70%. That’s how much more electricity is produced in New Hampshire than is consumed there (according to the arbiter of such things, ISO-New England.)
So why would people who live in the state accept 180 miles of high-voltage power lines mucking up views in their favorite places, lowering property values, and potentially creating health risks for those who will have to live as close as 50 feet to the current?
Maybe because they’re willing to make the sacrifice to bring hydro-power to more populated southern New England so big corporations like Northeast Utilities and Hydro-Quebec can reap millions of dollars in profits every year? Probably not.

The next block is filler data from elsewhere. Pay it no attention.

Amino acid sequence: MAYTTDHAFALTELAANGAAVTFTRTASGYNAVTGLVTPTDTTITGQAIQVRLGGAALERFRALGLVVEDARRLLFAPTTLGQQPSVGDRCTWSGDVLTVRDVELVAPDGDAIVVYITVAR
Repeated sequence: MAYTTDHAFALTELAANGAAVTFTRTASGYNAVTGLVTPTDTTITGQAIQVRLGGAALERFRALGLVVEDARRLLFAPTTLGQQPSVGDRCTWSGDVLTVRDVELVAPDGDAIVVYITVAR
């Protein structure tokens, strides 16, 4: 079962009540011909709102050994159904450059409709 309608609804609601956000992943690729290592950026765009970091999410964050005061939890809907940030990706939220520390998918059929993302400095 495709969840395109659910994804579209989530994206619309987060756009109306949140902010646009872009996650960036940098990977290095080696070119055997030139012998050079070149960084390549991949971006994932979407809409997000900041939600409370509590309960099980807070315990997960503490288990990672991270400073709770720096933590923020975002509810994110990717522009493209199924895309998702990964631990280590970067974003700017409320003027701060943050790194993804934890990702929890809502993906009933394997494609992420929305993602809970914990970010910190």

Maybe because the lower-carbon hydro-power will replace greenhouse gas emitting fossil fuel sources of electricity and help mitigate the effects of climate change? Nope – no existing fossil fuel plants will be shuttered as a result of this project.
Maybe New Hampshire residents could put up with this project if the lines followed an existing interstate highway corridor and were buried? This I think would face much less opposition, and according to the state legislature, this option is feasible. Check out SB 361, “an act establishing a commission to study the feasibility of establishing energy infrastructure corridors within existing transportation rights of way and repealing a commission” to read the details.
Seems to me, the only real reason for someone in New Hampshire to support Northern Pass is if they don’t mind seeing power lines strung up across the New Hampshire landscape in order to fill the coffers of Northeast Utilities (and its subsidiary PSNH) and Hydro-Quebec.